7. What is the nutritional composition of green almonds (as shown in the second picture) as compared to regular/brown/mature almonds?

  8. AS well as snacking on almonds, I make protein smoothies with unsweetened almond milk – very low carb and yummy too! My cat even likes it.

    I also snack on 1 tsp raw almond butter + one square 99% Lindt chocolate — kind of like a very healthy candy bar.

  9. I HATE almonds but i know eating them would cut out a lot of junk food i eat while I’m in class. Any tips on teaching myself to like them? Or is there an equivalent easy snack for me to carry in school?

    1. Imani: try tossing them with a bit of olive oil and cinnamon and then roasting them in a 400F oven until toasty.

  10. It’s important to note that all nuts and seeds have a high omega6-omega3 ratio, even almonds.

    Thus, if you’re eating a lot of them, it may be necessary to either eat a lot of oily fish, or supplement liberally with fish oil.

  11. I had the same concern about the omega balance when baking with almond & coconut flours. I have taken to adding freshly ground flax seed to the recipes, and am considering upping my fish oil intake as well, because I love nuts and use them frequently.(I soak and dry them like Anna does.)

  12. I love raw almonds, but have had a problem with them cracking the fillings in my teeth! My dentist says they are one of the worst culprits — and I’m undergoing lots of dental work to prove it! Any suggestions?

  13. Can almonds truly be considered Paleo, when sweet almonds did not exist until farmers started selectively breeding for them? Previous to that era, wild almonds were poisonous and bad tasting.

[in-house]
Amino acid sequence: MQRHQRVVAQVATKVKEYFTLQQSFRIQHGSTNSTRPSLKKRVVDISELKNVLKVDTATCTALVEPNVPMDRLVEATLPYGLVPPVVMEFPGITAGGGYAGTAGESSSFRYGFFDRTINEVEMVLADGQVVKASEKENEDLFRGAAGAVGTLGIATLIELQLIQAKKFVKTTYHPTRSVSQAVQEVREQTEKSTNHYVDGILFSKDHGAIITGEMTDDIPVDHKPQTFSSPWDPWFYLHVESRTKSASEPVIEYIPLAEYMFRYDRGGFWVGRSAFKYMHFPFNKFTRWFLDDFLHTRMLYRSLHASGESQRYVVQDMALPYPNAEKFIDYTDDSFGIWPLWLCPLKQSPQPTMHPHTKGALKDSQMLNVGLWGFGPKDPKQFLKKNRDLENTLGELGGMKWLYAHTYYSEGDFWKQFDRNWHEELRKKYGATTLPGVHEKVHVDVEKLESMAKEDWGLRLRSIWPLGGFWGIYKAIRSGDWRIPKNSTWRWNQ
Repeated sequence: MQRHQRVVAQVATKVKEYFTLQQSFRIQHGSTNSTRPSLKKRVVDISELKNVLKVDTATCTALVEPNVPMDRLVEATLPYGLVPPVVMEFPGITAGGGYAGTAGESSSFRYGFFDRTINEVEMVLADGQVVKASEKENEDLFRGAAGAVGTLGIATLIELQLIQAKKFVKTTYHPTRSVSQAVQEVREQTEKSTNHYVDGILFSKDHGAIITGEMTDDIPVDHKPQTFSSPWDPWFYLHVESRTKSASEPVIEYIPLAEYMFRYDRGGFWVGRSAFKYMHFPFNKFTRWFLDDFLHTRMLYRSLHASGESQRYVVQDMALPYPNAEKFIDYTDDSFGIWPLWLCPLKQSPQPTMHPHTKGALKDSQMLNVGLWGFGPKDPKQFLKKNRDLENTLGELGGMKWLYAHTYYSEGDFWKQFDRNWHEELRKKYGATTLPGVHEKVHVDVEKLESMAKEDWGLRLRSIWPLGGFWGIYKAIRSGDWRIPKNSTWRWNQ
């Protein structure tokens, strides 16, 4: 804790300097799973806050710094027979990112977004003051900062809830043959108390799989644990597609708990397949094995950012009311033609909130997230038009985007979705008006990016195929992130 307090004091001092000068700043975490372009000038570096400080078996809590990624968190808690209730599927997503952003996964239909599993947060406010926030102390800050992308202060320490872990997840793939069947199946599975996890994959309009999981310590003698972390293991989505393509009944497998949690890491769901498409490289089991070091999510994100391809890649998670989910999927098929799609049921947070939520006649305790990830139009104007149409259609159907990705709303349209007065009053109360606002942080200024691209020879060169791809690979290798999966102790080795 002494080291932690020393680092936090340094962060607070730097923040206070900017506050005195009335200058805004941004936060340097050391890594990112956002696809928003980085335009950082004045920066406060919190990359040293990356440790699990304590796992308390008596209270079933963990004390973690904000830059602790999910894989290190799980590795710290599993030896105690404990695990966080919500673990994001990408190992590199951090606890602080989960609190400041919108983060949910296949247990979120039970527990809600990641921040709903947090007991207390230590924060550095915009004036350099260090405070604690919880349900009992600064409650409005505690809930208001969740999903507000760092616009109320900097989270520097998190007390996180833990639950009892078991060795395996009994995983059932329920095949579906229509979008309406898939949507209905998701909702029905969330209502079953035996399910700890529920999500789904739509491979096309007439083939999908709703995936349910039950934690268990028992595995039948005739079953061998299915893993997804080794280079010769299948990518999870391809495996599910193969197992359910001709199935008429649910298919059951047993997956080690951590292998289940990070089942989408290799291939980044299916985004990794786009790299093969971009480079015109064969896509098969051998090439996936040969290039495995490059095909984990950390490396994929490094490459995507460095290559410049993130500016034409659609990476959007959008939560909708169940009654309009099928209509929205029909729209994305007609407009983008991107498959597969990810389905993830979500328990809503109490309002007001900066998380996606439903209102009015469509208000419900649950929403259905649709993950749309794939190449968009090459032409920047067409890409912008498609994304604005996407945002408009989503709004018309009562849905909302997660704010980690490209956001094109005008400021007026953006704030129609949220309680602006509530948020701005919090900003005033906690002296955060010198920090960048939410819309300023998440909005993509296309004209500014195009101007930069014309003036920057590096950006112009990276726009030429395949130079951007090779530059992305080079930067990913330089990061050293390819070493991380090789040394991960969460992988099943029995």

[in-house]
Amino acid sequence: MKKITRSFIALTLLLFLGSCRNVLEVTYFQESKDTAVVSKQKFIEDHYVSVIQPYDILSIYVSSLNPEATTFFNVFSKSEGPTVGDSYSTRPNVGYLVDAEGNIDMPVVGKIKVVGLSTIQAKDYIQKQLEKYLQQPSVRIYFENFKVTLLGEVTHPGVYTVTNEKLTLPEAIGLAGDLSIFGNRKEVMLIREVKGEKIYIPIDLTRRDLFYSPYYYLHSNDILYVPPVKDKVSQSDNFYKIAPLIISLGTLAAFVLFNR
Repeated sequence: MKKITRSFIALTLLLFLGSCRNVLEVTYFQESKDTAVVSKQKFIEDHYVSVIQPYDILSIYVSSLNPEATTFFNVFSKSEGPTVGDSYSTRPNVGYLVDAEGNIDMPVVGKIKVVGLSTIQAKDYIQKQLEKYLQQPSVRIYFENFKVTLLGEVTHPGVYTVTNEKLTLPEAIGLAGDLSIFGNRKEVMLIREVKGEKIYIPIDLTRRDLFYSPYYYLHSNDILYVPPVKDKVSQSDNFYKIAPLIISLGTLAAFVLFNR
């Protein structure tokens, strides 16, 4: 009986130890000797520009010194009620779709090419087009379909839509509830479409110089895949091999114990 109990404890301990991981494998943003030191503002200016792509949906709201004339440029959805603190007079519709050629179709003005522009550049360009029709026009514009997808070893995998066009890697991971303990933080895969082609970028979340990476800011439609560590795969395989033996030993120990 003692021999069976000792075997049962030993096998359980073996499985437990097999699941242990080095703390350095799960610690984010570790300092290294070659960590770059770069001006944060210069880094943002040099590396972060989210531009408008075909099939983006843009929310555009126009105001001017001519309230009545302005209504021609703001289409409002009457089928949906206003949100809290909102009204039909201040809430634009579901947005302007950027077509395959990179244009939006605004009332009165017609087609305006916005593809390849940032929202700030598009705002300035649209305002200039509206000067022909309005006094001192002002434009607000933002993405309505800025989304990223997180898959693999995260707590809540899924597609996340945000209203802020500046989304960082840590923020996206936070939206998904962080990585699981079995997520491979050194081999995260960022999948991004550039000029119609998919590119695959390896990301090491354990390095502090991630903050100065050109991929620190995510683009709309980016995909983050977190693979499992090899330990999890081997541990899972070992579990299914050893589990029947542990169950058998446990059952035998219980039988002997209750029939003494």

14. If grains use lectins, gluten, and phytic acid as defense against being eaten, what does an almond use?

  15. In your 21-day book, you warn against excessive nuts because the fat content might prevent the body from burning its own fat. Almonds are my go to snack because they ward off any hunger I feel between meals or if a meal was less than satisfying a few almonds or a spoon or two of almond butter hits the spot. Is this not a good idea? You already got me to give up the peanuts, so I’m hoping that daily almonds are a-ok.

  16. I love almonds and eat them a lot, but why is it suggested to eat nuts and seeds in moderation on a lot of primal guidelines?

    1. I haven’t come across that yet, but I suspect that it might be due to phytic acid, the way plants store phosphorous, making it harder to digest and blocking the absorption of other nutrients. I would suggest eating ‘nuts’ that are sprouted or germinated (the same thing), as this helps to neutralize the phytic acid and releases more nutrients.

  17. Which is better: whole almonds or almond butter?

    Assume you eat the same amount of each. Whole almonds: Positive: the nut protects the oil from the air and oxidation, etc. Negative: then they are usually not packaged in an air tight sealed container, and even if they were, there would be lots of air around the nuts, and they might be sitting around this way for months. Almond butter: Positive: They are likely to be picked, ground, and bottled quickly. Only the top layer would be exposed to a small amount of air.